Creating a Hashmap

To create a new hashmap, use the new Map() constructor. This creates an empty hashmap to store key-value pairs.

const myHashmap = new Map();

For example, to create a hashmap to store student data:

const studentMap = new Map();

Adding Key-Value Pairs

To add a new key-value pair to the hashmap, use the set() method. It takes two arguments: the key and the value.

myHashmap.set('name', 'John');
myHashmap.set('age', 25);

In the above example, we add two key-value pairs to the myHashmap: 'name' maps to 'John' and 'age' maps to 25.

Let's add some student data to our studentMap:

studentMap.set('1', { name: 'John', age: 20, major: 'Computer Science' });
studentMap.set('2', { name: 'Alice', age: 22, major: 'Mathematics' });
studentMap.set('3', { name: 'Bob', age: 21, major: 'Physics' });

Getting Values

To get the value for a given key, use the get() method. It takes the key as an argument and returns the value.

const name = myHashmap.get('name');
console.log(name); // Output: 'John'

In this example, we get the value for the key 'name' from the myHashmap, which is 'John'.

To get the data of a specific student from studentMap:

const student = studentMap.get('2');
console.log(student); // Output: { name: 'Alice', age: 22, major: 'Mathematics' }

Checking for Key Existence

To check if a key exists in the hashmap, use the has() method. It takes the key as an argument and returns a boolean value.

const hasAge = myHashmap.has('age');
console.log(hasAge); // Output: true

Here, we check if the key 'age' exists in the myHashmap using the has() method, which returns true.

Checking if a student with ID '4' exists in studentMap:

const hasStudent = studentMap.has('4');
console.log(hasStudent); // Output: false

Removing Key-Value Pairs

To remove a key-value pair from the hashmap, use the delete() method. It takes the key as an argument and removes the key-value pair from the hashmap.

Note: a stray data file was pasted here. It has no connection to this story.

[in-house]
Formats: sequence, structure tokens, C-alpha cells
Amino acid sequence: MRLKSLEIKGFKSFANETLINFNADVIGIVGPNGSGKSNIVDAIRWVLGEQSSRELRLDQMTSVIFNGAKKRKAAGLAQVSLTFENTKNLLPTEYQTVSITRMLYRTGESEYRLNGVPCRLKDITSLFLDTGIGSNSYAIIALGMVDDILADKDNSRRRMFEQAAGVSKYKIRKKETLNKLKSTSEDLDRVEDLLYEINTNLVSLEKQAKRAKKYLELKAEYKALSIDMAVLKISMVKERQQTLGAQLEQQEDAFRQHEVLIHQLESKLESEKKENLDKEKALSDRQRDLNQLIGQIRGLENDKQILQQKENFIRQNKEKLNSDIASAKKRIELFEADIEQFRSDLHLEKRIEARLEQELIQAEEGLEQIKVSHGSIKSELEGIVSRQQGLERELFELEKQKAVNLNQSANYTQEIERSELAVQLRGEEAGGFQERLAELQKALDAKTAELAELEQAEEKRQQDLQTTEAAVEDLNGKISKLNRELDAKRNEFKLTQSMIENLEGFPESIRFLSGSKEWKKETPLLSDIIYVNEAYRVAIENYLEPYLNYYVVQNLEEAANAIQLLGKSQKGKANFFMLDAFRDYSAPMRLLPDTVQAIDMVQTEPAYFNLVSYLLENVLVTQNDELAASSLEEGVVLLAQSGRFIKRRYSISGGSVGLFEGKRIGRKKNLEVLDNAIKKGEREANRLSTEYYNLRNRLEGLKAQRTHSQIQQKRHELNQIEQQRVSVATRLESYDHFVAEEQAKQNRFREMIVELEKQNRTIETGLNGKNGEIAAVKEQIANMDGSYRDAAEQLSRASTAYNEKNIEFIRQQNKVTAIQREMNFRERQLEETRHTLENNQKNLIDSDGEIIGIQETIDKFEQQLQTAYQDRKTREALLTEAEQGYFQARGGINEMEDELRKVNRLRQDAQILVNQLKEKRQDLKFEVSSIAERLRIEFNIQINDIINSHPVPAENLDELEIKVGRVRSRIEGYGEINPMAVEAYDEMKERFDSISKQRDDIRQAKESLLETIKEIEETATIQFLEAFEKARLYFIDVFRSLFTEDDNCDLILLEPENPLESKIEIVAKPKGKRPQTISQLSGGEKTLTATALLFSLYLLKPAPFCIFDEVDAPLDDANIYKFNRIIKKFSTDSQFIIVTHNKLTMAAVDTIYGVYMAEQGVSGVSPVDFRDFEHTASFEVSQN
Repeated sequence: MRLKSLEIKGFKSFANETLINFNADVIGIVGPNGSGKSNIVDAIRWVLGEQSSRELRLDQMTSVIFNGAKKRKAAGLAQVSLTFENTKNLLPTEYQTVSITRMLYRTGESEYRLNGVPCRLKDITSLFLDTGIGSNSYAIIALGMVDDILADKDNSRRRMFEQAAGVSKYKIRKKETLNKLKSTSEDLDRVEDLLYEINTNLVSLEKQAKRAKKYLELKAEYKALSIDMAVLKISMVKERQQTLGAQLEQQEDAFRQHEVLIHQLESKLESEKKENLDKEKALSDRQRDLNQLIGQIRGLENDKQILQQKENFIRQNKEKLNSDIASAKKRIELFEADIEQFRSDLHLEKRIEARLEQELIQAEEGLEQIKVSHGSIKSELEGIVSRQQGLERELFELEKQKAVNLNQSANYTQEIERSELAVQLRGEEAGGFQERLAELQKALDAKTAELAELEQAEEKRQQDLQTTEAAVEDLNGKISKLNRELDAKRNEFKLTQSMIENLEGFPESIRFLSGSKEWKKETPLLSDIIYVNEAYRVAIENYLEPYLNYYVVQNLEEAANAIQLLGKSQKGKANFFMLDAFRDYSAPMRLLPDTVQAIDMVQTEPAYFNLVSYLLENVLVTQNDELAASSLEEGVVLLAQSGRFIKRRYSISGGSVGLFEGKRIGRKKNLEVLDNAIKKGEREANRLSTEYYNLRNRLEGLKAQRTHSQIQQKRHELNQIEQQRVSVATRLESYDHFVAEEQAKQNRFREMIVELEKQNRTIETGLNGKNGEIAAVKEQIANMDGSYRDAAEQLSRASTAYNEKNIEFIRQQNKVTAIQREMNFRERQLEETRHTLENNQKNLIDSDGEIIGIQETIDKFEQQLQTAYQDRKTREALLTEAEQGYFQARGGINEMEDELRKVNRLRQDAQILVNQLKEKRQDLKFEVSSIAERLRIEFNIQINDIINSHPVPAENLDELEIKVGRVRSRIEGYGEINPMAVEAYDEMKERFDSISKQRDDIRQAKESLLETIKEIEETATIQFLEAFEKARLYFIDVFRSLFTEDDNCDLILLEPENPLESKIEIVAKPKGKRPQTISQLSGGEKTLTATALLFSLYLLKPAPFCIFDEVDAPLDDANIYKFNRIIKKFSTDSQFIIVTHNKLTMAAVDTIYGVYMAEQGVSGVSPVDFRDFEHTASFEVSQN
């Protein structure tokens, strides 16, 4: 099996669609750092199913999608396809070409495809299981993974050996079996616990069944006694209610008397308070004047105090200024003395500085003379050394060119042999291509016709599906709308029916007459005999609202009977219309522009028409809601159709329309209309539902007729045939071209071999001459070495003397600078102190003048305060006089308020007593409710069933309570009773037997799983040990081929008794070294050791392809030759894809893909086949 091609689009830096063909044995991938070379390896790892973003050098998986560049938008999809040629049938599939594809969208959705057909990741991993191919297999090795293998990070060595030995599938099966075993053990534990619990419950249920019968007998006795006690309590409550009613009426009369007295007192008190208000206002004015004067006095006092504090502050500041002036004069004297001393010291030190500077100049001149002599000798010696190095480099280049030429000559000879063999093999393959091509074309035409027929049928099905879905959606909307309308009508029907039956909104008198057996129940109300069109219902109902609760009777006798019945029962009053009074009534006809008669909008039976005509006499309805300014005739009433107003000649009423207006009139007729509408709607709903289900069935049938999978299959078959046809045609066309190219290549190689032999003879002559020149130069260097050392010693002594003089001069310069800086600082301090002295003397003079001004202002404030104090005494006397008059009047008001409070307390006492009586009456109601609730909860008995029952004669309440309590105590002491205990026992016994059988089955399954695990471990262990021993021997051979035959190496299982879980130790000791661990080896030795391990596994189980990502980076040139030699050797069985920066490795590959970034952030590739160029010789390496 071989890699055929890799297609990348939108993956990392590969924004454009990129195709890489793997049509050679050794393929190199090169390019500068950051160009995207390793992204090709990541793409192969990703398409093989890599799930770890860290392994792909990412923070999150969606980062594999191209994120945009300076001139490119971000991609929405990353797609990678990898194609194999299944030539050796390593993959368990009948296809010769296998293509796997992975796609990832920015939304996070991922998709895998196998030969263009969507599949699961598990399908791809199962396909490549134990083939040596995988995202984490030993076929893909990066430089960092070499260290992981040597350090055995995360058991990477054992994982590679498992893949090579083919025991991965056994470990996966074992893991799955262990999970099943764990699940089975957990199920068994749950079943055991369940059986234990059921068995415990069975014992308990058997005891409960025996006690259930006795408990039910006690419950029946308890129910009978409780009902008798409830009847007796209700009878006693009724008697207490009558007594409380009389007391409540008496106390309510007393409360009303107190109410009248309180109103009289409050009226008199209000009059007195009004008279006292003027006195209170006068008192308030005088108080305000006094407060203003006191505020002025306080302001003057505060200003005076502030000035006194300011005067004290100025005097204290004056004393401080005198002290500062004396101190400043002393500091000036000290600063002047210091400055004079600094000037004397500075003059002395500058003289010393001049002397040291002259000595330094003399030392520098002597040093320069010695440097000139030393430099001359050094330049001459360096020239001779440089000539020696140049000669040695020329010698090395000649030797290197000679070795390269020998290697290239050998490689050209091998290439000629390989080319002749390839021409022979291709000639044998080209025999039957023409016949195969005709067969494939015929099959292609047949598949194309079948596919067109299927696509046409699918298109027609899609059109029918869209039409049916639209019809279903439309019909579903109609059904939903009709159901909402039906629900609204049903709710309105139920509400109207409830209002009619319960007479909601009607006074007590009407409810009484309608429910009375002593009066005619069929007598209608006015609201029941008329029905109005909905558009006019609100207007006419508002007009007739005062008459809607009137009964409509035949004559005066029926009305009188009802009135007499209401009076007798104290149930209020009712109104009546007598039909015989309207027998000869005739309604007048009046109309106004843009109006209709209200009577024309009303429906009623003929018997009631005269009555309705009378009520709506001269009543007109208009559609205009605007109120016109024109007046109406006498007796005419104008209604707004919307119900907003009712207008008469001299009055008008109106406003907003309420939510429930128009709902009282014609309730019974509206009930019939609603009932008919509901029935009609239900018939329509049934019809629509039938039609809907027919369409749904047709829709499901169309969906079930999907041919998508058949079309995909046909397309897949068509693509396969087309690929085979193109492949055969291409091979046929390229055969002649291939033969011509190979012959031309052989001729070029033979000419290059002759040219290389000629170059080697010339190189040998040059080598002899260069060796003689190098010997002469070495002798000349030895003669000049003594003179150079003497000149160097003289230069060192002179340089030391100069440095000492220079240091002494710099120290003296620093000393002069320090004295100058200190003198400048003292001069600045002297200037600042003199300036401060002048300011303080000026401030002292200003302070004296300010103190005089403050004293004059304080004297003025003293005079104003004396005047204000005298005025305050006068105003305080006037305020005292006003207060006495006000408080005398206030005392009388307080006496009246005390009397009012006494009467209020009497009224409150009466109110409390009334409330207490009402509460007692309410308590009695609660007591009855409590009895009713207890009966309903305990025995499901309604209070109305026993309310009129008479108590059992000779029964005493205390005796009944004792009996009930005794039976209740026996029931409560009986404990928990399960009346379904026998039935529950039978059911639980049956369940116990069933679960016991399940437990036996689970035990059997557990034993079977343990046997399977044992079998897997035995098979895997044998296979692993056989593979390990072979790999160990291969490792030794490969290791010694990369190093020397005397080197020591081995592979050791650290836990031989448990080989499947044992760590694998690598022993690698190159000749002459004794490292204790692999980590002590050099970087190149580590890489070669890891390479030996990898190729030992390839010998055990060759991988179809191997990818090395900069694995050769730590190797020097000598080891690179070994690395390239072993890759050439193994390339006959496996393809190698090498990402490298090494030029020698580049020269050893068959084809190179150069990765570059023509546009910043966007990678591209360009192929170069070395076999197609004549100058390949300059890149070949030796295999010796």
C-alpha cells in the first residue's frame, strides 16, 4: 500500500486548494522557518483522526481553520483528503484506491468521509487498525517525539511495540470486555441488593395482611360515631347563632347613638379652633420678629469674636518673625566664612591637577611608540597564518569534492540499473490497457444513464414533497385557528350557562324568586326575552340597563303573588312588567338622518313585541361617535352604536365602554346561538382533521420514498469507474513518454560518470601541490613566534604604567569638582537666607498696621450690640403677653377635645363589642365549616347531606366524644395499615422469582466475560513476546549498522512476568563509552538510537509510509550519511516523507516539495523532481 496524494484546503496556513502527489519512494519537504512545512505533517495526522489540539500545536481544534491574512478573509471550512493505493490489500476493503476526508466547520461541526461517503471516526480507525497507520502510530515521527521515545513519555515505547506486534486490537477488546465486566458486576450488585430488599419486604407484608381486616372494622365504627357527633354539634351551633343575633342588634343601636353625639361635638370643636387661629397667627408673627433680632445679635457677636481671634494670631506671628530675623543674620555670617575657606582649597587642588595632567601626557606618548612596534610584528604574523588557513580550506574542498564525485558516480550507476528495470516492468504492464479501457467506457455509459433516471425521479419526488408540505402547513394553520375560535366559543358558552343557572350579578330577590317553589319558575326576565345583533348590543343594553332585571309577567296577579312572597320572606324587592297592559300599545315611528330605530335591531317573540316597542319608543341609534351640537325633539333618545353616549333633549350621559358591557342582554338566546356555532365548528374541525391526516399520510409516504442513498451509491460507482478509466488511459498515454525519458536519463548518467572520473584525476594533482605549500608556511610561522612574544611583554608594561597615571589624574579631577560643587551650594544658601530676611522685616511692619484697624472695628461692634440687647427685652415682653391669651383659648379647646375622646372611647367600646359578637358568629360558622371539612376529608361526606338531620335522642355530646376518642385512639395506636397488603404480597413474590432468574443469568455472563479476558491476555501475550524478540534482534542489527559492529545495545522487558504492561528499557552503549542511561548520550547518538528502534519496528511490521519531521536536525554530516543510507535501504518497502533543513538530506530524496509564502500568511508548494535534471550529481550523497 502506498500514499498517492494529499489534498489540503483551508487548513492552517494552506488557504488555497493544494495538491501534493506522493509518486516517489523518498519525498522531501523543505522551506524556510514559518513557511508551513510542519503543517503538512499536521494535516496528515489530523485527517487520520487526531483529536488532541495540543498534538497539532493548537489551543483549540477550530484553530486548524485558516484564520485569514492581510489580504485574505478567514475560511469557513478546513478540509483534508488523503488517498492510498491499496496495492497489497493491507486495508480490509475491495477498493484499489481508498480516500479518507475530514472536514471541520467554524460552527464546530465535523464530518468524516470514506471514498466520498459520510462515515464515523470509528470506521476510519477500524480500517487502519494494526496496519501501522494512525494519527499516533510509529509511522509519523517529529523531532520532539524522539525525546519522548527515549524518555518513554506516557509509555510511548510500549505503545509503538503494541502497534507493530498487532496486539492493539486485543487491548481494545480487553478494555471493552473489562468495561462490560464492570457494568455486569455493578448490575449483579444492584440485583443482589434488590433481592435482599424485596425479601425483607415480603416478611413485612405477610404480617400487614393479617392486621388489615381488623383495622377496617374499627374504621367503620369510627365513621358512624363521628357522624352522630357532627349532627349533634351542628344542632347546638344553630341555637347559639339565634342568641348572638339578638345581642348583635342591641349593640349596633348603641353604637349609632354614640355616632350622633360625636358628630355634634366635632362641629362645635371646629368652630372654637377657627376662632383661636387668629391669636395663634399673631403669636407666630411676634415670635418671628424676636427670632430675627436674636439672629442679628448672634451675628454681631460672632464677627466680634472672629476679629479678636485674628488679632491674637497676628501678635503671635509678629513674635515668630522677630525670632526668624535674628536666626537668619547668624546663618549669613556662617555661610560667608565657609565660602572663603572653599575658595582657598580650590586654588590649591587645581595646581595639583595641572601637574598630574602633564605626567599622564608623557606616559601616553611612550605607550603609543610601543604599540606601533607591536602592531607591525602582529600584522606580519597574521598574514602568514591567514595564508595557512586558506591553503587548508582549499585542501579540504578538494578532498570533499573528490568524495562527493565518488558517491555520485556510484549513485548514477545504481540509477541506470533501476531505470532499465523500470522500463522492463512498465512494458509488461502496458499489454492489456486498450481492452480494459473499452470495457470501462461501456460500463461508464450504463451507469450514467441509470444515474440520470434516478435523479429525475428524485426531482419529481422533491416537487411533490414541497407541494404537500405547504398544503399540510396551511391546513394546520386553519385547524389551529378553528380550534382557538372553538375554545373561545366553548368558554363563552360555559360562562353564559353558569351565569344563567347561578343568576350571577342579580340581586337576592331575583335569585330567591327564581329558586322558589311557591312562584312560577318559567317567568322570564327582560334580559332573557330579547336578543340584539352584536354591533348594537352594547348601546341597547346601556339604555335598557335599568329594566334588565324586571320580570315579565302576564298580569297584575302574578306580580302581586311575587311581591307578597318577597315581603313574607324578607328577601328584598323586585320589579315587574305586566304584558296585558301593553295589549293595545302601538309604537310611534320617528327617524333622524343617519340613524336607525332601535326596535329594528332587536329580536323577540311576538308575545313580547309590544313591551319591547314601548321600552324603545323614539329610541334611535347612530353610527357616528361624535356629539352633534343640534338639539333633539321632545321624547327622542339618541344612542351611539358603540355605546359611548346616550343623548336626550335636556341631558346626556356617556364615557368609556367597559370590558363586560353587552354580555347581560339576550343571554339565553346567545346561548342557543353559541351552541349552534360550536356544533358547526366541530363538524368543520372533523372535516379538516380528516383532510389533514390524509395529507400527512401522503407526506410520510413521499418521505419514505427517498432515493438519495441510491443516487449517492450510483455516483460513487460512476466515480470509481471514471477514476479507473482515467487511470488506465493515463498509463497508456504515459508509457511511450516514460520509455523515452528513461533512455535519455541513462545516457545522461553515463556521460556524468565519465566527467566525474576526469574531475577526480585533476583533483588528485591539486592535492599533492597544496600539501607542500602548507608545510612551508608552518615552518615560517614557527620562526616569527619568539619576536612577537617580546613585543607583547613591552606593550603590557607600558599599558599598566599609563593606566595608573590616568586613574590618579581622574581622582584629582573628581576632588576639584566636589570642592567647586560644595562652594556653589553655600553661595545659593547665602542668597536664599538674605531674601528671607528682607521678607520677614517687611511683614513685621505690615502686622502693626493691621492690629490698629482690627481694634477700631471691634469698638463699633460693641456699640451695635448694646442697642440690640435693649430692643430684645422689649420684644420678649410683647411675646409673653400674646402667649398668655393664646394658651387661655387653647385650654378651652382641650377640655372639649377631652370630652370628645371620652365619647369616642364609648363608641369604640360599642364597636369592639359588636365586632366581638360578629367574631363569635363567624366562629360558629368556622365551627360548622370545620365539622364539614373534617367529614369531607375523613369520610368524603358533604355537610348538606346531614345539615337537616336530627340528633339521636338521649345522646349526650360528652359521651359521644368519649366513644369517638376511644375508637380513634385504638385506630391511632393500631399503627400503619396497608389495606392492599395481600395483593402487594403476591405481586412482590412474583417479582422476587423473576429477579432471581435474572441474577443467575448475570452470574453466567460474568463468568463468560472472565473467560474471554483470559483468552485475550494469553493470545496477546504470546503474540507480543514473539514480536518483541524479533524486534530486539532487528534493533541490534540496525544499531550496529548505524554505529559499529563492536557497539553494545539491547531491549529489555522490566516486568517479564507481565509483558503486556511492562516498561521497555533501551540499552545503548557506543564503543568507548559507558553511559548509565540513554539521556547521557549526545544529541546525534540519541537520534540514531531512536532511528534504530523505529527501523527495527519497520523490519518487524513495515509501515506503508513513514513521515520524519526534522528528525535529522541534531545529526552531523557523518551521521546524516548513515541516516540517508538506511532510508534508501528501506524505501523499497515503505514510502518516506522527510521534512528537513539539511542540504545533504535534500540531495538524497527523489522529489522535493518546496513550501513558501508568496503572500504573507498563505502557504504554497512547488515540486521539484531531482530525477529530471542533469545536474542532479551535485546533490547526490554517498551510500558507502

console.log(myHashmap.has('age')); // Output: false

In this example, we remove the key-value pair with the key 'age' from the myHashmap using the delete() method. After removal, has('age') returns false.

Removing a student from studentMap:

console.log(studentMap.has('1')); // Output: false

Getting the Hashmap Size

To get the number of key-value pairs in the hashmap, use the size property. It returns the size of the hashmap.

console.log(myHashmap.size); // Output: 1

Here, we access the size property of the myHashmap, which returns 1, indicating that there is one key-value pair in the hashmap.

Getting the number of students in studentMap:

console.log(studentMap.size); // Output: 2

Hashmap Operations Summary

Operation Method/Property Description
Create a hashmap new Map() Creates an empty hashmap
Add a key-value pair set(key, value) Adds a new key-value pair to the hashmap
Get a value by key get(key) Gets the value for the given key
Check for key existence has(key) Checks if a key exists in the hashmap
Remove a key-value pair delete(key) Removes the key-value pair with the given key
Get the size of the hashmap size Returns the number of key-value pairs in the hashmap

These are the basic operations you can do on a hashmap using JavaScript's Map object. The Map object provides a way to work with key-value pairs and offers methods to manipulate and access the data in the hashmap.

The Map object keeps the order of key-value pairs, which means that when you iterate over the hashmap using methods like forEach() or the for...of loop, the key-value pairs will be accessed in the order they were added.

Iterating Over Hashmaps in JavaScript

JavaScript hashmaps, also known as Map objects, have methods to iterate over their key-value pairs. Two ways to do this are the forEach() method and the for...of loop. Let's look at each of these in detail.

The forEach() Method

The forEach() method is built into the Map object. It lets you iterate over each key-value pair in the hashmap. It uses a callback function that runs for each pair.

The callback function gets three parameters:

  1. value: The value of the current pair.
  2. key: The key of the current pair.
  3. map: The hashmap that forEach() was called on.


Here's an example that uses forEach() to iterate over a hashmap and calculate the total price of items in a shopping cart:

const shoppingCart = new Map();
shoppingCart.set('shirt', 25);